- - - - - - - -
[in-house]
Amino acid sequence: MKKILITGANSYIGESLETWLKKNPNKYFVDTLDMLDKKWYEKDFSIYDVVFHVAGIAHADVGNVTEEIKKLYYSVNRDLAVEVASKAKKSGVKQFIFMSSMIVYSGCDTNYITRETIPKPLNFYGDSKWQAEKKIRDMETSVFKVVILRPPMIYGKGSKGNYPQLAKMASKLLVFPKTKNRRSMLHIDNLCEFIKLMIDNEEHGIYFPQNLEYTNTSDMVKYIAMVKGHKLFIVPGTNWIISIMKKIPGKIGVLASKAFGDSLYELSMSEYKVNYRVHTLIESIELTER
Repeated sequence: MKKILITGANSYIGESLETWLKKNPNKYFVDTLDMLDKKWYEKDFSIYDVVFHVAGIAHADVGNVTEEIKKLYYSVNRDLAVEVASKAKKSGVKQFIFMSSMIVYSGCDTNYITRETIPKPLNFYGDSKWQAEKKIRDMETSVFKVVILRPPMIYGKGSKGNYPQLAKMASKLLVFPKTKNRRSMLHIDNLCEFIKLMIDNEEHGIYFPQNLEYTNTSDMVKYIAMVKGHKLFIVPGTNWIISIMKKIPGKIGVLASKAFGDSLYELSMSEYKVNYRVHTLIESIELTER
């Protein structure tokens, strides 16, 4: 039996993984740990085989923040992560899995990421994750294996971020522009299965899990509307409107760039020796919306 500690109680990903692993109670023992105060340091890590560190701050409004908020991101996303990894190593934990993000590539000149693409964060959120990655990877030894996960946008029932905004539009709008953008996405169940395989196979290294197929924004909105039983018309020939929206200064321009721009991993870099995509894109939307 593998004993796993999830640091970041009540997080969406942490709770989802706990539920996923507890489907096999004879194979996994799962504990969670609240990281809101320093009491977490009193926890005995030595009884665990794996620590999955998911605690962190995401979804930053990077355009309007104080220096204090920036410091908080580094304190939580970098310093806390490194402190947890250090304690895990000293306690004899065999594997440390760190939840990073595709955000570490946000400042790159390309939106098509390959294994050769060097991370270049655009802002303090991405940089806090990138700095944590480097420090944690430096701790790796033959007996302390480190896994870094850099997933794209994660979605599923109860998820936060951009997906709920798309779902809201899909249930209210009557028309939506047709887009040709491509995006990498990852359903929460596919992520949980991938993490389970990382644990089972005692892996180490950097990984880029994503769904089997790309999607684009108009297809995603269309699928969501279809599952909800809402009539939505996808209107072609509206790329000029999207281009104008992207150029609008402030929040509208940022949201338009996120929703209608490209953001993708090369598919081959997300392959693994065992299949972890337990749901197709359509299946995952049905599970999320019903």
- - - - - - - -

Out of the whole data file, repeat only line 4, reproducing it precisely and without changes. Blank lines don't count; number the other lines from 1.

């Protein structure tokens, strides 16, 4: 039996993984740990085989923040992560899995990421994750294996971020522009299965899990509307409107760039020796919306 500690109680990903692993109670023992105060340091890590560190701050409004908020991101996303990894190593934990993000590539000149693409964060959120990655990877030894996960946008029932905004539009709008953008996405169940395989196979290294197929924004909105039983018309020939929206200064321009721009991993870099995509894109939307 593998004993796993999830640091970041009540997080969406942490709770989802706990539920996923507890489907096999004879194979996994799962504990969670609240990281809101320093009491977490009193926890005995030595009884665990794996620590999955998911605690962190995401979804930053990077355009309007104080220096204090920036410091908080580094304190939580970098310093806390490194402190947890250090304690895990000293306690004899065999594997440390760190939840990073595709955000570490946000400042790159390309939106098509390959294994050769060097991370270049655009802002303090991405940089806090990138700095944590480097420090944690430096701790790796033959007996302390480190896994870094850099997933794209994660979605599923109860998820936060951009997906709920798309779902809201899909249930209210009557028309939506047709887009040709491509995006990498990852359903929460596919992520949980991938993490389970990382644990089972005692892996180490950097990984880029994503769904089997790309999607684009108009297809995603269309699928969501279809599952909800809402009539939505996808209107072609509206790329000029999207281009104008992207150029609008402030929040509208940022949201338009996120929703209608490209953001993708090369598919081959997300392959693994065992299949972890337990749901197709359509299946995952049905599970999320019903």